In the world I want, the public service ethos includes accountability, trust, probity and equity. This is not merely a naive dream because, in practical terms, the qualities are essential to continuation of democracy. If trust in social and political leadership is deficient, individualist self-interest will replace cooperative mores, the voluntary behavioral guidelines that encourage lawful behavior in civil society.
What are the ultimate consequences if society loses mutual trust and broad desire for social cooperation? Do we become bands of survivalists, reliant on fortified retreats dominated by the strongest preying on the weakest? Or, does government become totalitarian by which oppressors regulate all aspects of life without regard for civil rights.
Sure, those are extreme outcomes, seemingly impossible in our comfortable land. However, empires have been rising and falling for millennia and our democratic tradition is surprisingly short, certainly less than 150 years, really only 50 years because First Nations people were not allowed voting rights until 1960. We take for granted that peaceful democracy is an unassailable birthright but it may not be. Simple research shows that the present incomplete status was gained painfully, against the reluctant objections of ruling elites.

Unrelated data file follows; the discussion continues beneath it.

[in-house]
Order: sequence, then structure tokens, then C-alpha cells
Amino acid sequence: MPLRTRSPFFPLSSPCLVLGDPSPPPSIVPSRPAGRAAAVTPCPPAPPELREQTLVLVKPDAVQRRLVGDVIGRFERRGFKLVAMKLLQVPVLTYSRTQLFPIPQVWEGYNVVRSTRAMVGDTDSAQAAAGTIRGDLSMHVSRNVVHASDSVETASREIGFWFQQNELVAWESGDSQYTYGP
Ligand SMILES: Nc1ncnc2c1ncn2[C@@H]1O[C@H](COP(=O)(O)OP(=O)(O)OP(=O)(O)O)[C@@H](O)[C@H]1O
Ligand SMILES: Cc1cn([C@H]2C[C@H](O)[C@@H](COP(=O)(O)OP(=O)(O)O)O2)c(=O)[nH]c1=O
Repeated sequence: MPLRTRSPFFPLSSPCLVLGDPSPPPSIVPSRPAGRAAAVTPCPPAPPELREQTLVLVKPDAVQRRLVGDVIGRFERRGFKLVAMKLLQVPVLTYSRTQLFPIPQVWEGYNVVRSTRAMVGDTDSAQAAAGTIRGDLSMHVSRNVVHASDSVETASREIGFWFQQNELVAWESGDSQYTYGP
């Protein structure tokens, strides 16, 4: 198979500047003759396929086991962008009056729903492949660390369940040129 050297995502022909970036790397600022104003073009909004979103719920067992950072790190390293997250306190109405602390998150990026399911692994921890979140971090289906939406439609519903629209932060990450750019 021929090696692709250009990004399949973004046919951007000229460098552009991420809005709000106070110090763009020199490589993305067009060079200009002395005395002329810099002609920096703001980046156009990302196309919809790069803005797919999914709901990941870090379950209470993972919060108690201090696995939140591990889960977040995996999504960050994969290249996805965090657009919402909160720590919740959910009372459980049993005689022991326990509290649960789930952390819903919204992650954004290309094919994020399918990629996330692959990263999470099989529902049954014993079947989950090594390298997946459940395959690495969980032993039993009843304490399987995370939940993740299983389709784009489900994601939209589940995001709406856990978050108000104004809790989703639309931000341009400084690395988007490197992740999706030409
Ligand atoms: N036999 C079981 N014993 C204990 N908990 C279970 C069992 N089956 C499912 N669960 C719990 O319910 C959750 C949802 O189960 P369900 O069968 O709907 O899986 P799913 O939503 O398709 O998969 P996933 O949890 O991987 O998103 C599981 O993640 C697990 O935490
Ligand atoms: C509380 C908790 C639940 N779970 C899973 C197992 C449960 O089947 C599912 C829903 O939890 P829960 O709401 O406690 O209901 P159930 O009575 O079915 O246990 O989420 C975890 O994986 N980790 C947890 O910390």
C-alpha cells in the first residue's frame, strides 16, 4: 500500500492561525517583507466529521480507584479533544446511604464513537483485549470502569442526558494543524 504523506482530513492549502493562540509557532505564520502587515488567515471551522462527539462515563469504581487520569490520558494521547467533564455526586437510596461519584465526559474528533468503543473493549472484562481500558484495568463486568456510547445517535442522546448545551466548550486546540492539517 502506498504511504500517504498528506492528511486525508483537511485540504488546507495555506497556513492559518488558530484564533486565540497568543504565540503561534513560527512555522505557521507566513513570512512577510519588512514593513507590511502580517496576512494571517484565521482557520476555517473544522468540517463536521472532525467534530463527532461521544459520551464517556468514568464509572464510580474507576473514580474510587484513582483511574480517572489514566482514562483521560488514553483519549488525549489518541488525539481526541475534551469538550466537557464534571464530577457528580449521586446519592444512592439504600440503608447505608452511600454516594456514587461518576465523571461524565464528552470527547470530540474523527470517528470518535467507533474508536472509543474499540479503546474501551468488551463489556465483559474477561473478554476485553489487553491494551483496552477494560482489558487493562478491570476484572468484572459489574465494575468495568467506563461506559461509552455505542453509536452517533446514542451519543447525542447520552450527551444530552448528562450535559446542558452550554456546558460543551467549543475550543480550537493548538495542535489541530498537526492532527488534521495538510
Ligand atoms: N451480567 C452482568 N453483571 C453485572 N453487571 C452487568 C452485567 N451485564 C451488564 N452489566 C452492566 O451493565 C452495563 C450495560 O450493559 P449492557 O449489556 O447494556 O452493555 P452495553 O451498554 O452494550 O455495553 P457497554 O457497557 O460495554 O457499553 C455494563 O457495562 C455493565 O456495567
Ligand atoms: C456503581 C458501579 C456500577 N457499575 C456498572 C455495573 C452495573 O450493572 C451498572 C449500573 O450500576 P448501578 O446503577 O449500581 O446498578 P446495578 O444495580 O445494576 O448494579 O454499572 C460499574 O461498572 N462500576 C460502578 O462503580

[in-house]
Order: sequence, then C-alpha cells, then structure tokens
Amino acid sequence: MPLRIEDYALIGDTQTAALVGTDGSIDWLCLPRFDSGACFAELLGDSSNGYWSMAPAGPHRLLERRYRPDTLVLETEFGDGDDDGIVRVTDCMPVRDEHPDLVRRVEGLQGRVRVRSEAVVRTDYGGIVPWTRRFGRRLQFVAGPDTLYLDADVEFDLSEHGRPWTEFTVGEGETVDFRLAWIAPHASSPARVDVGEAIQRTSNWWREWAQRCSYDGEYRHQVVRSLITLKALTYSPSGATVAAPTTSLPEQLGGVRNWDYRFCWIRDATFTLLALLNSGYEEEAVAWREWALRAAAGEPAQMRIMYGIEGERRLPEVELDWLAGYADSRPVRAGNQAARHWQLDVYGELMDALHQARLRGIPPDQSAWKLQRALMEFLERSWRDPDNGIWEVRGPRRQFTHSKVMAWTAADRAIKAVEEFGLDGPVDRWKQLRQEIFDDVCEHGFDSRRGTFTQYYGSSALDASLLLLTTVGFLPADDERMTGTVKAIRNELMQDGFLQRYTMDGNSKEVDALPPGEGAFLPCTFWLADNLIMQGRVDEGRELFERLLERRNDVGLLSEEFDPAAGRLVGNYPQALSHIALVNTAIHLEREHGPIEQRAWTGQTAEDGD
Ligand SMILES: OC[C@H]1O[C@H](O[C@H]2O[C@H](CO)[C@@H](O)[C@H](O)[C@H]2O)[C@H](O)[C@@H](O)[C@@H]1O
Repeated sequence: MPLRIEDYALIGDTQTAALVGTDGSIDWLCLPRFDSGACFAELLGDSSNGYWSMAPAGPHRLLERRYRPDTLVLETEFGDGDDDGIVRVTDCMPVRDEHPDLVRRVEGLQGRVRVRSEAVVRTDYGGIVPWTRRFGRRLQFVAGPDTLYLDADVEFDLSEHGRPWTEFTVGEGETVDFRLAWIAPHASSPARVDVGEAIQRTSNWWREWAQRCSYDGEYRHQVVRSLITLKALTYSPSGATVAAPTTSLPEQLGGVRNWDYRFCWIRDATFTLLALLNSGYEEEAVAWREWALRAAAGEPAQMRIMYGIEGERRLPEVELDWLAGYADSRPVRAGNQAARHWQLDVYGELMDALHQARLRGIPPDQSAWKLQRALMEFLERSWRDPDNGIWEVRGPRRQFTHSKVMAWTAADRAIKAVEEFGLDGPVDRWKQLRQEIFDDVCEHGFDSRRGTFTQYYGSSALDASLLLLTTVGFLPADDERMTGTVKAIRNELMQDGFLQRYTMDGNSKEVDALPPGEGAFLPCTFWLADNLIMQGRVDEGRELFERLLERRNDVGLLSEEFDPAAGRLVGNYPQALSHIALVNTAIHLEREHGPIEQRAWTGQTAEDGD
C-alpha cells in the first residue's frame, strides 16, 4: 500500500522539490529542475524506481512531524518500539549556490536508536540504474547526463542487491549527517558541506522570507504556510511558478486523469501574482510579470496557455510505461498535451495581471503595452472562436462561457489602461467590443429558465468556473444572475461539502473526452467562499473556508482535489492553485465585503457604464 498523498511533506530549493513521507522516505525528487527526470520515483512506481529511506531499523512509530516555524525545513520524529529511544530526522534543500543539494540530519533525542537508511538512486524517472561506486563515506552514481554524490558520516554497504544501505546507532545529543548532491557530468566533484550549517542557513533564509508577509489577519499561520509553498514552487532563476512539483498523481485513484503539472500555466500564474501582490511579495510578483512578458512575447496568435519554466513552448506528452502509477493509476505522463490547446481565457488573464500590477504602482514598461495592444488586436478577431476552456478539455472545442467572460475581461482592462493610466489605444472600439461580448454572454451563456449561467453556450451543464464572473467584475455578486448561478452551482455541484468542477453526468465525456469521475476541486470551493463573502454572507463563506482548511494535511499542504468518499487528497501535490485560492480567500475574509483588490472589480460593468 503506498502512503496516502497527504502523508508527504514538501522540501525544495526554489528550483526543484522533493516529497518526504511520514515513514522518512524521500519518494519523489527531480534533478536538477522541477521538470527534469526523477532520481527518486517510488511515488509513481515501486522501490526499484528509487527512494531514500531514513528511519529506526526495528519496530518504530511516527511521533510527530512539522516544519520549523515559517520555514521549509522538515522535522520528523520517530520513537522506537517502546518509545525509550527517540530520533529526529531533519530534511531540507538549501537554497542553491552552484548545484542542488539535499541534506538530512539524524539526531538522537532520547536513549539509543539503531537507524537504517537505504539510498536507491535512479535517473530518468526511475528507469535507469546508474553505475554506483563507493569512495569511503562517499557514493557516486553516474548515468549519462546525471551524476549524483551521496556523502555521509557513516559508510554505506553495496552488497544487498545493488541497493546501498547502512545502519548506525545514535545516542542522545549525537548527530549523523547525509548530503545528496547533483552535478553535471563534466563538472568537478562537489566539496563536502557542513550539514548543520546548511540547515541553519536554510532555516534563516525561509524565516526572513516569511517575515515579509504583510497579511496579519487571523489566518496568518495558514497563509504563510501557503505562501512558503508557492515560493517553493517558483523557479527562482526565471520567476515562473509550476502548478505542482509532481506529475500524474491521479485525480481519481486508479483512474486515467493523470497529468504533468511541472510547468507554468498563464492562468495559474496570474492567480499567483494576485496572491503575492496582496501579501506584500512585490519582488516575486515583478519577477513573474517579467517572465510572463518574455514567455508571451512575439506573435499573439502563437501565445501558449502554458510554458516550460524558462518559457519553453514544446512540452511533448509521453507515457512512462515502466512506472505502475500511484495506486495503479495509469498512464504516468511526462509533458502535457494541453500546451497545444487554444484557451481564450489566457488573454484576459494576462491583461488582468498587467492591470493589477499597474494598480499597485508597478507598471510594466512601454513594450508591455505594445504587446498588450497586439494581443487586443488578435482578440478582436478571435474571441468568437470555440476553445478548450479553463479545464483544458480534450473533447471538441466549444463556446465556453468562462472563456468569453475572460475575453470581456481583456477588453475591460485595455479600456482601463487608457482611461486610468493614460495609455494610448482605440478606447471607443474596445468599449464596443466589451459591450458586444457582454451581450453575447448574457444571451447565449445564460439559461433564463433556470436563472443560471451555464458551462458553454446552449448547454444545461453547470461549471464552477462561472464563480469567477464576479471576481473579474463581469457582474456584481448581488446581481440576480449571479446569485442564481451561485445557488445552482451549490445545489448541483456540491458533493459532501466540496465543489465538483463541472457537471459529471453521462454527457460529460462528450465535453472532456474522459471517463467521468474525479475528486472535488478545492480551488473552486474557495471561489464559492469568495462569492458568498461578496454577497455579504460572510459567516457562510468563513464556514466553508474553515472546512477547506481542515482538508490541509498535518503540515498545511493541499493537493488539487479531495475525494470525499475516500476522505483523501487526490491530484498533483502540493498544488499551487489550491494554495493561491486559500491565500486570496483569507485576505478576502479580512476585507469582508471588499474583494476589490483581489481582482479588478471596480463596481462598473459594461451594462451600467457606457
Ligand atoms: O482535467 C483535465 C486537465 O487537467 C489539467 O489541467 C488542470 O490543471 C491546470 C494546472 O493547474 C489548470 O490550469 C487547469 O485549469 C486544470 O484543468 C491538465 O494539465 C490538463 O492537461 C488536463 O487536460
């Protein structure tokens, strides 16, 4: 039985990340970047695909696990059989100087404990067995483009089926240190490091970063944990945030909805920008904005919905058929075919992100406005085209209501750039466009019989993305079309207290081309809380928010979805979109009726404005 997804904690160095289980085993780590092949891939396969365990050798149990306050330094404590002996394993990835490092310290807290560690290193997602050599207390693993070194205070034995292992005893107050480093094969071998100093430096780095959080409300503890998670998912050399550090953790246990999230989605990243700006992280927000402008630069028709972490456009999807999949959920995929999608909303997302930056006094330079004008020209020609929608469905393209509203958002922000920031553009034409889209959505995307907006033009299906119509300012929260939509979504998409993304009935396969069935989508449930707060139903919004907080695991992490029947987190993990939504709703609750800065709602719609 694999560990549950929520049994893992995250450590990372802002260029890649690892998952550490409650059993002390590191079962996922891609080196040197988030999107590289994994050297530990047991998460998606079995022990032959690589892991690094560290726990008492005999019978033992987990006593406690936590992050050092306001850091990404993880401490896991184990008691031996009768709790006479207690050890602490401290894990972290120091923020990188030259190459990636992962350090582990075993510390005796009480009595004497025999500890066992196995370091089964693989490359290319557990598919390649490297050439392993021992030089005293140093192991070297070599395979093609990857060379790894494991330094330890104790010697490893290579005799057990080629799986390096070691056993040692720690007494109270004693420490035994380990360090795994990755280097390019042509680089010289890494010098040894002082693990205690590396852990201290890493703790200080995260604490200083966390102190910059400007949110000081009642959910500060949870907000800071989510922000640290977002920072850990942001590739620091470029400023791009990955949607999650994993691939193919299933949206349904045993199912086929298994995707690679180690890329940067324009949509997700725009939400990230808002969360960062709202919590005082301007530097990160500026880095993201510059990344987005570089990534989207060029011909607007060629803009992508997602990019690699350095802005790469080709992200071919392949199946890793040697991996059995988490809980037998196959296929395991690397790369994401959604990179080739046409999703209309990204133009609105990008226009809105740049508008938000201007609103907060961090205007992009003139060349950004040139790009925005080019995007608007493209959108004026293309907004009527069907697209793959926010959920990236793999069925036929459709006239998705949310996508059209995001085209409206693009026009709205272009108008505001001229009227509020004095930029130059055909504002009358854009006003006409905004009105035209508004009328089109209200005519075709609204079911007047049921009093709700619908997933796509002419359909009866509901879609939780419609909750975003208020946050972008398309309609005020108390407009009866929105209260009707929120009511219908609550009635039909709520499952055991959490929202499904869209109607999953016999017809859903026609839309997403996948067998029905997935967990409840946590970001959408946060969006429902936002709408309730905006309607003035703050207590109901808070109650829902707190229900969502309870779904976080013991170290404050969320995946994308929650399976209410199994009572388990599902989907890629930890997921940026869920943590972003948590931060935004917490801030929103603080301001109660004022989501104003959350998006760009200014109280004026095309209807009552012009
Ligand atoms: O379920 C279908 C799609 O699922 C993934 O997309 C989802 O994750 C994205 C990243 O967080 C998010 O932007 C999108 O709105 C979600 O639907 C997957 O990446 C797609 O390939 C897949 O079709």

For example, in the 19th century, two members of British Parliament were elected for the borough of Old Sarum by only 13 voters. Similarly, two members for Dunwich were elected by about 20 people and other so called rotten boroughs elected members of parliament to represent tiny electorates. At the same time, industrial cities Birmingham, Sheffield, Leeds, even Manchester, with 250,000 residents, had no MPs. Additionally, voter qualifications ranged from “any adult male” to male householders with a hearth able to boil a pot of water (the “potwallopers”). Effectively, voting was controlled by wealthy male landowners who were suspicious of and resistant to any reform.
In 1960, a public opinion poll asked Americans to prioritize issues they wanted to be addressed. Despite being the time of JFK and MLK, civil rights rated last. A college study reworded the Bill of Rights and asked citizens if they would support a law guaranteeing those already existing rights. A majority said no. Similarly, as the Bush Administration repudiated human rights and practiced torture, it was done with embarrassingly little mainstream resistance.
In the 20th century, Canada gradually moved from government by elected representatives to administration by First Ministers and their appointees. Beyond a handful, members of federal or provincial parliaments have no significant powers. They vote as instructed by the leader and face discipline for varying from the party line. This is modern representative government. The people cede authority to elected members who in turn cede authority to a party hierarchy. First Ministers share as much or as little power as they wish and the country moves toward a presidential system that is unimpaired by checks and balances